The Red Flags Of Foreclosure Investing | Part 2

If you want to learn How To Buy Foreclosures, make sure you know the red flags that could sink your project.

How To Buy Foreclosures Red Flags To Look Out For Part 2As you already know, buying foreclosures is a great way to get a house for well under market value. And, since the economic crash of 2008, purchasing foreclosures has never been more popular in the real estate community.

However, not every foreclosed home is a worthwhile buy. Some properties will cost so much in rehab that you will end up losing money on the venture. Even if you break even, you will have essentially spent a great deal of time and energy fixing up a house for someone else for free.

To find out if a particular foreclosure is a bad buy, make sure you know the red flags that will sink your project.

The Red Flags Of Foreclosure Investing 7-10

In part 1 of this series, we discussed red flags like disgruntled previous owners, unpermitted changes, ceiling stains, a cracked foundation, and a long period of vacancy. Below are 5 more red flags to keep an eye out for.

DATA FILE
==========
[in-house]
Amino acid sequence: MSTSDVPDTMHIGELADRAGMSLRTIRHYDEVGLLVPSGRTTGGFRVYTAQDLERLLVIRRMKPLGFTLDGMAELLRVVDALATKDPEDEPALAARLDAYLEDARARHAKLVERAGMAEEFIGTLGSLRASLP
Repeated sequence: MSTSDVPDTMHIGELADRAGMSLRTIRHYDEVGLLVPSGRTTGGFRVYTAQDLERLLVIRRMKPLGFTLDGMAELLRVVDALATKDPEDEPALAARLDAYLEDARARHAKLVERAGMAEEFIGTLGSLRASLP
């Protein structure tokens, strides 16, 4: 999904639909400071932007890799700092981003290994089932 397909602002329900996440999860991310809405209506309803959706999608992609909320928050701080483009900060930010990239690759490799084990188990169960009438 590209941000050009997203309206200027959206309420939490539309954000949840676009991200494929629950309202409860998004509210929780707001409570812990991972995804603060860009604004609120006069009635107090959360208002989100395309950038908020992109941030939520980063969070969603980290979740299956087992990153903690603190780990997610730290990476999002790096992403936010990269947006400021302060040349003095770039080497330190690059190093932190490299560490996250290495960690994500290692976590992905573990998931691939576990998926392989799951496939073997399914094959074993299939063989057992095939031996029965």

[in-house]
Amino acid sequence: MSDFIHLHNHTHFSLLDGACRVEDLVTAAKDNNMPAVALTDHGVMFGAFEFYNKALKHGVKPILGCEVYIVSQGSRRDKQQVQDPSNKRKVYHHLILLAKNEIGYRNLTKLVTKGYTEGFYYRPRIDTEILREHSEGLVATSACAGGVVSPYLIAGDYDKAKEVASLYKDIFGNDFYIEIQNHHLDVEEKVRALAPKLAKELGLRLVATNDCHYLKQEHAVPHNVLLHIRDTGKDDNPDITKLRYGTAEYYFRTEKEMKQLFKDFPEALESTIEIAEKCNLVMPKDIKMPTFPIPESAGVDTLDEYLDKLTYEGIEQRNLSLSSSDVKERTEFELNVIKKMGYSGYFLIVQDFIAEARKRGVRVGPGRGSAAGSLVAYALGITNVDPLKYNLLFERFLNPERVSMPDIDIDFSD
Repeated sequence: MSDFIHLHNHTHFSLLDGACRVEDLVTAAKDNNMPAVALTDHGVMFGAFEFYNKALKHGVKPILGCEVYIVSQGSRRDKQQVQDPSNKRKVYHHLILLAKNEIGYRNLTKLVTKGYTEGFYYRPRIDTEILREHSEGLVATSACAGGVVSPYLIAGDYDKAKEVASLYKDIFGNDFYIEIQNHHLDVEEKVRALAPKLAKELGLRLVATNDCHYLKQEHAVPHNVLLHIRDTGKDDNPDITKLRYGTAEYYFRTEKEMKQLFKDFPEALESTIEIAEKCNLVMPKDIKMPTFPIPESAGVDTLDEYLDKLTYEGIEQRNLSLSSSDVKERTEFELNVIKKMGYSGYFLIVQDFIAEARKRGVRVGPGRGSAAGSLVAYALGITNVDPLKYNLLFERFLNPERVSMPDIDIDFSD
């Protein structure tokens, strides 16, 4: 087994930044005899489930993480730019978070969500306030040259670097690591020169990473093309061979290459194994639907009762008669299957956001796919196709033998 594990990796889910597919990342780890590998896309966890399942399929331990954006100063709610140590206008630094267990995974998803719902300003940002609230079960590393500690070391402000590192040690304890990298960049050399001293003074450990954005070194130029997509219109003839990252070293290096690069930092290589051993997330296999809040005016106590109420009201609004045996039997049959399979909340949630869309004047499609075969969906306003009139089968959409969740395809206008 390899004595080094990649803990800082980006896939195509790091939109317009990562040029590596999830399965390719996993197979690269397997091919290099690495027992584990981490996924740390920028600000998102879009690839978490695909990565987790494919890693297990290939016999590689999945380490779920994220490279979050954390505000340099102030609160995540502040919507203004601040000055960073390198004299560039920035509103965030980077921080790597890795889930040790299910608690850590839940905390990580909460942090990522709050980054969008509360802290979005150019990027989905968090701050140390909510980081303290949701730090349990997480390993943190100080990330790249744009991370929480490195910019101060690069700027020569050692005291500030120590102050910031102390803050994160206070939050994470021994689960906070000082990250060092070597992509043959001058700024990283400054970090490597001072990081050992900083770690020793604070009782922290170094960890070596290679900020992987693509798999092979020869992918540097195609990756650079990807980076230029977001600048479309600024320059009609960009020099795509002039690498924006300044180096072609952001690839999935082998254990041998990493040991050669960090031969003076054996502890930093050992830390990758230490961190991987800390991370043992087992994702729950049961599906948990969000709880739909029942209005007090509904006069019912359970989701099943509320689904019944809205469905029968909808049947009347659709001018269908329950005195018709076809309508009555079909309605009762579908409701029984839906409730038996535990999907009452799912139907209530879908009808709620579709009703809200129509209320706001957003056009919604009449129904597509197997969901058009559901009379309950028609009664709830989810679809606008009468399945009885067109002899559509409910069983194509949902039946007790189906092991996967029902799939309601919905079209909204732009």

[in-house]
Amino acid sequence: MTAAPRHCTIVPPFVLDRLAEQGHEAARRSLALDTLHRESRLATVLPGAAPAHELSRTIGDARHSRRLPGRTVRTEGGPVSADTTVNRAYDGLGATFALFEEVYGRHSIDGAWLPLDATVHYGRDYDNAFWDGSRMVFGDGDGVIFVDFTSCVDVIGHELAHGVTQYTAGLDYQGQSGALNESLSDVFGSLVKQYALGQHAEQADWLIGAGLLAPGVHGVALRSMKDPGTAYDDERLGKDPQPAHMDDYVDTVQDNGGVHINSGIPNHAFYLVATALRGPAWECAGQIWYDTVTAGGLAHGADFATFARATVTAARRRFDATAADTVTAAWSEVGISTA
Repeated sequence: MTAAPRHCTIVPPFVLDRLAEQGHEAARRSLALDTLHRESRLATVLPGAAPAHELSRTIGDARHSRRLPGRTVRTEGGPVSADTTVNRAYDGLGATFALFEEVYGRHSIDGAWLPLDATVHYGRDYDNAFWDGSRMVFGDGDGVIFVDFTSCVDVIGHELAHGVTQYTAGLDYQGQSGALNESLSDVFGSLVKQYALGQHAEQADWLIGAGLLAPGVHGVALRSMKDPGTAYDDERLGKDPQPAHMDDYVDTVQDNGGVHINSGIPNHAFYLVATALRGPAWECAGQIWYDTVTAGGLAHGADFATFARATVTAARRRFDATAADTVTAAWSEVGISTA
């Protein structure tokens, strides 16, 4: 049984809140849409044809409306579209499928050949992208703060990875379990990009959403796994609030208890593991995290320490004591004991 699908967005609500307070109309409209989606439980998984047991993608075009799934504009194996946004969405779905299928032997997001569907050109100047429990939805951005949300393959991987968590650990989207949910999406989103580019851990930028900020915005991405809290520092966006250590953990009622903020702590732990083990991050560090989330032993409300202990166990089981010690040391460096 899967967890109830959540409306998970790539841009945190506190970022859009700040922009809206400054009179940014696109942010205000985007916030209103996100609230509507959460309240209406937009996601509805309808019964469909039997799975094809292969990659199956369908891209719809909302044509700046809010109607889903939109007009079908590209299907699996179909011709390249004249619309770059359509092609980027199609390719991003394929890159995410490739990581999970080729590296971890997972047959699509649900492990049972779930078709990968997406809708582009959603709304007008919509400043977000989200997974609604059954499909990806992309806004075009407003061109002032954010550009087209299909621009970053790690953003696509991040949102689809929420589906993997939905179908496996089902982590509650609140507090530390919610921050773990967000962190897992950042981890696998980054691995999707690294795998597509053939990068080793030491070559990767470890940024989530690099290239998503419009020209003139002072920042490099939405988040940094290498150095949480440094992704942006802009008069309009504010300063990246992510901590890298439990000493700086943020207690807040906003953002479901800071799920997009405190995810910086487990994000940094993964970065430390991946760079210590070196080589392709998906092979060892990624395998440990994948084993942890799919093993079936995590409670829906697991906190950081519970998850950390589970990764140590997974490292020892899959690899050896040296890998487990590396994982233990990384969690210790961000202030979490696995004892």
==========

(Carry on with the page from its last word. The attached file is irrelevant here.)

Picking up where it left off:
6. The Neighborhood Is Becoming A Ghost Town

As you’ve probably heard before, one of the most important factors to consider when buying a property is its neighborhood. House flippers will often try to find a house in an upcoming neighborhood, or even buy the ugly duckling in a good neighborhood.

However, if the neighborhood is on its way out, you should try to stay away purchasing a house within it.

What happened in many neighborhoods after the economic collapse was that a few houses were foreclosed upon and became abandoned. Then, other residents of the neighborhood started to leave, exponentially decreasing the value of each house on the street.

The fewer occupied houses in a neighborhood, the less the value on each house is. So, while you might be able to find what seems like a “steal” on a house, you also might not be able to sell it for that much on the tail end of things.